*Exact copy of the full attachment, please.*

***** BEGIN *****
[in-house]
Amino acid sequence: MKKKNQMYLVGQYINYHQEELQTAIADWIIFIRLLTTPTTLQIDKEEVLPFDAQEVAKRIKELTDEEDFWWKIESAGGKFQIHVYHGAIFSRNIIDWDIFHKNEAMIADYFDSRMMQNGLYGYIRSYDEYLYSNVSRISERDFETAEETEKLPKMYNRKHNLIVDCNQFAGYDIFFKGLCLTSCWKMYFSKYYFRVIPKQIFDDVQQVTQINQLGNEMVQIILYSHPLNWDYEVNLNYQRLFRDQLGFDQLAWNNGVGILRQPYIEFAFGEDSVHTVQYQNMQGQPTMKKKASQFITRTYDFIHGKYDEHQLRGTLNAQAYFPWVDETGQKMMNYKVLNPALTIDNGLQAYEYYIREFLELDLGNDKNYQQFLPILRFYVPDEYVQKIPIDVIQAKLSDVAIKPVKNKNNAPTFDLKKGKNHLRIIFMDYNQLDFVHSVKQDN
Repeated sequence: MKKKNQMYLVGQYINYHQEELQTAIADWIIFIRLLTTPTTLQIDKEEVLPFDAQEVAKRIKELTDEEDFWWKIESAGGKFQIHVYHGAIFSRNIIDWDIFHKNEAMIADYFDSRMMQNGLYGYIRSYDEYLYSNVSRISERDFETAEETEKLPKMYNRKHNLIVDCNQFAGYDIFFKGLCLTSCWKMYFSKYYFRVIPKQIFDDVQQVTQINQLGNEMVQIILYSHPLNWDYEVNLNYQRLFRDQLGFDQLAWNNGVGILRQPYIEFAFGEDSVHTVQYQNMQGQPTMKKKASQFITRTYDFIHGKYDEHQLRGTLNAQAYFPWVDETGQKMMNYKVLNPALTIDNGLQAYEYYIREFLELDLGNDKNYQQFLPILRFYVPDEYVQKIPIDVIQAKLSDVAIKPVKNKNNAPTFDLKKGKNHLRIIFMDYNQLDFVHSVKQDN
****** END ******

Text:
[in-house]
Amino acid sequence: MKKKNQMYLVGQYINYHQEELQTAIADWIIFIRLLTTPTTLQIDKEEVLPFDAQEVAKRIKELTDEEDFWWKIESAGGKFQIHVYHGAIFSRNIIDWDIFHKNEAMIADYFDSRMMQNGLYGYIRSYDEYLYSNVSRISERDFETAEETEKLPKMYNRKHNLIVDCNQFAGYDIFFKGLCLTSCWKMYFSKYYFRVIPKQIFDDVQQVTQINQLGNEMVQIILYSHPLNWDYEVNLNYQRLFRDQLGFDQLAWNNGVGILRQPYIEFAFGEDSVHTVQYQNMQGQPTMKKKASQFITRTYDFIHGKYDEHQLRGTLNAQAYFPWVDETGQKMMNYKVLNPALTIDNGLQAYEYYIREFLELDLGNDKNYQQFLPILRFYVPDEYVQKIPIDVIQAKLSDVAIKPVKNKNNAPTFDLKKGKNHLRIIFMDYNQLDFVHSVKQDN
Repeated sequence: MKKKNQMYLVGQYINYHQEELQTAIADWIIFIRLLTTPTTLQIDKEEVLPFDAQEVAKRIKELTDEEDFWWKIESAGGKFQIHVYHGAIFSRNIIDWDIFHKNEAMIADYFDSRMMQNGLYGYIRSYDEYLYSNVSRISERDFETAEETEKLPKMYNRKHNLIVDCNQFAGYDIFFKGLCLTSCWKMYFSKYYFRVIPKQIFDDVQQVTQINQLGNEMVQIILYSHPLNWDYEVNLNYQRLFRDQLGFDQLAWNNGVGILRQPYIEFAFGEDSVHTVQYQNMQGQPTMKKKASQFITRTYDFIHGKYDEHQLRGTLNAQAYFPWVDETGQKMMNYKVLNPALTIDNGLQAYEYYIREFLELDLGNDKNYQQFLPILRFYVPDEYVQKIPIDVIQAKLSDVAIKPVKNKNNAPTFDLKKGKNHLRIIFMDYNQLDFVHSVKQDN